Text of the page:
Quantcast Linkage and Band Adjustment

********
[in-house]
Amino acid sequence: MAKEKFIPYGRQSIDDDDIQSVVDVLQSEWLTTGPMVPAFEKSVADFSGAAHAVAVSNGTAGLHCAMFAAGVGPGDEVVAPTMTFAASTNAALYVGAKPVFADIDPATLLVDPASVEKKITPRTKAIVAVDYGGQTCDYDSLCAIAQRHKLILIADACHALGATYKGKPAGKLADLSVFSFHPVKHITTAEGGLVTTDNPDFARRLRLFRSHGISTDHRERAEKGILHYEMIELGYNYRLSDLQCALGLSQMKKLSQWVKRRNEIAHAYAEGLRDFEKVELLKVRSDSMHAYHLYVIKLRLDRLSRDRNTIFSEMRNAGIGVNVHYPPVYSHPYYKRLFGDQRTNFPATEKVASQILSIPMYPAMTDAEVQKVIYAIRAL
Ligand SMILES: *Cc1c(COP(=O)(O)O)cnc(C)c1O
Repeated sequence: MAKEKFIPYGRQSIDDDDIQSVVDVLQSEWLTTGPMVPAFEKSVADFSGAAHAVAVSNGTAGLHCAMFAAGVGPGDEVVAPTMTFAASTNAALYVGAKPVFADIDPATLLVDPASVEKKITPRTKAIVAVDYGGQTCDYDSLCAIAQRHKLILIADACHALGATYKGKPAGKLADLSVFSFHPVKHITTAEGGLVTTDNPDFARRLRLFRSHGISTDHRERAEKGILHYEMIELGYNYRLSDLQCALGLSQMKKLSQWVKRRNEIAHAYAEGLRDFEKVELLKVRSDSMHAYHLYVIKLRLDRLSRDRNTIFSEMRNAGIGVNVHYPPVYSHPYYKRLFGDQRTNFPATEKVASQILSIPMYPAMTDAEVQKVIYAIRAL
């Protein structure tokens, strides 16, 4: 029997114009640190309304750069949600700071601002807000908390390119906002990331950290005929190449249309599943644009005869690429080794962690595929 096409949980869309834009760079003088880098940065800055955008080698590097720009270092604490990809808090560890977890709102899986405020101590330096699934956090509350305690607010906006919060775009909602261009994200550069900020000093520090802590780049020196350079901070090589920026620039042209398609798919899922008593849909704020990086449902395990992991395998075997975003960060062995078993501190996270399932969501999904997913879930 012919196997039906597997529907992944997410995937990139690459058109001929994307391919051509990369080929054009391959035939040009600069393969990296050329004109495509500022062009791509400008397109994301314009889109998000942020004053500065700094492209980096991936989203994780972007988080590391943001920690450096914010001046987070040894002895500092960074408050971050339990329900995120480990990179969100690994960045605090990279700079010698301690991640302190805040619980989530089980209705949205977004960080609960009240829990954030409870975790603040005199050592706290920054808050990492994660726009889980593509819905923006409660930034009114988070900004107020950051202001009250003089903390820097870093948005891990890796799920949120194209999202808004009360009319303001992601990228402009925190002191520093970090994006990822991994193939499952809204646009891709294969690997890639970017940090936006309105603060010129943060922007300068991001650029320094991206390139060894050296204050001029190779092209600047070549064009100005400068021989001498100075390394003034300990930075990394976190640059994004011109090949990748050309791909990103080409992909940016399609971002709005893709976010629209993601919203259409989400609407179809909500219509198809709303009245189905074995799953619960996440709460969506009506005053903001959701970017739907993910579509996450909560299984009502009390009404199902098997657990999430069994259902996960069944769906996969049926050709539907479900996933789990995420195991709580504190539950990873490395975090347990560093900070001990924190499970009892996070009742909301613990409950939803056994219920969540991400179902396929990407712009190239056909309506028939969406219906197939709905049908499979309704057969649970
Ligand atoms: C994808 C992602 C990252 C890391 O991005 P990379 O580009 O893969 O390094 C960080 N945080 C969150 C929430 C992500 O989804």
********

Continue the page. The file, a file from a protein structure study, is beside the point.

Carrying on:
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should be clear.) A burnt smell or brown coloration of the fluid is a sign of overheated oil from extra heavy use or slipping bands or clutch packs. The unit should be sent to the shop for inspection for possible trouble. CAUTION Not all transmission fluids are the same. Before you add fluid, check the manufacturer’s recommendations fast. The use of the wrong fluid will lead to early internal parts failure and costly  overhaul. Overfilling  the  transmission  can  result  in  fluid foaming and the fluid being driven out through the vent tube. The air that is trapped in the fluid is drawn into the hydraulic system by the pump and distributed to all parts of the transmission. This situation will cause air to be in place of oil and, in turn, cause slow application and burning of clutch plates and facings. Slippage occurs, heat  results,  and  failure  of  the  transmission  follows. Another possible, but remote, problem is water, indicated  by  the  fluid  having  a  “milky”  appearance.  A damaged  fluid  cooling  tube  in  the  radiator  (automotive) or  a  damaged  oil  cooler  (construction)  could  be  the problem.  The  remedy  is  simple.  Pressure  test  the suspected components and repair them as required. After reassembly, refill the transmission with fresh fluid. Linkage and Band Adjustment.—  The  types  of linkages  found  on  an  automatic  transmission  are  gear shift selection and throttle kickdown. The system can be a cable or a series of rods and levers. Whichever the type, they  do  not  normally  present  a  problem,  and  preventive maintenance  usually  involves  only  a  visual  inspection and lubrication of the pivot points of linkages or the cable.  Adjustment  of  these  linkages  should  only  be  done according  to  manufacturer’s  specifications. If an automatic transmission is being used in severe service, the manufacturer may suggest periodic band adjustment.  Lockup  bands  are  always  adjusted  to  the manufacturer’s specifications after an overhaul. Bands are adjusted by loosening the locknut and tightening down the adjusting screw to a specified value. Then the band  adjusting  screw  is  backed  off  a  specified  amount of turns and the locking nut is tightened down. Not all bands are adjustable. For example, the General Motors turbo Hydra-Matic Model 400 does not have a band adjustment. If the band is worn to the point where it cannot perform its function, you should replace it. Fluid Replacement.— The Naval Construction Force  (NCF),  the  COMCBPAC/COMCBLANTINST 11200.1  series,  recommends  maintenance  be  performed according to the manufacturer’s specifications. These recommendations  vary  considerably  for  different  makes and models. When you change automatic transmission fluid, read the repair manual first. Service intervals depend on the type of use the transmission  receives.  In  the  NCF,  because  of  the operating environment, more than a few of our vehicles are subjected to severe service. Severe service includes the  following:  hot  and  dusty  conditions,  constant  stop and go driving (taxi service), trailer towing, constant heavy   hauling,   and   around   the   clock   operations (contingency). Any CESE operating in these conditions should have its automatic transmission fluid and falter changed  on  a  regular  schedule,  based  on  the manufacturer’s  specifications  for  severe  service. Draining the transmission can be done in three ways. By removing the drain plug, loosening the dip stick tube, or by removing the oil pan. Have the vehicle on level ground or on a lift and let the oil drain into a proper  catchment  device. CAUTION Oil  drained  from  automatic  transmissions contains   heavy   metals   and   is   considered hazardous  waste  and  should  be  disposed  of according to local naval station instructions. Once the oil is drained, remove the pan completely for cleaning. By paying close attention to any debris in the bottom of the pan, you may able be to detect a possible problem. The presence of a high number of metal particles could indicate serious internal problems. Clean  the  pan;  set  it  aside.  All  automatic  transmissions have a filter or a screen located in the oil pan. The screen is cleanable; the falter is a disposable type and should always  be  replaced  when  removed.  These  are  retained in different ways: retaining  screws,  metal  retaining clamps, or O rings made of neoprene. Clean a screen with solvent and use low pressure air to blow-dry it. Do not use rags to wipe a screen dry as it tends to leave lint behind  that  will  be  ingested  into  the  transmission hydraulic system. Any screen with a hole in it or any screen  that  is  abnormally  hard  to  clean  should  be replaced. Draining the oil from the oil pan of the transmission does not remove all of the oil: the process is completed by draining the oil from the torque converter. To do this, remove the torque converter cover and remove the drain plug  if  the  converter  is  so  equipped.  (Most  modern 7-17

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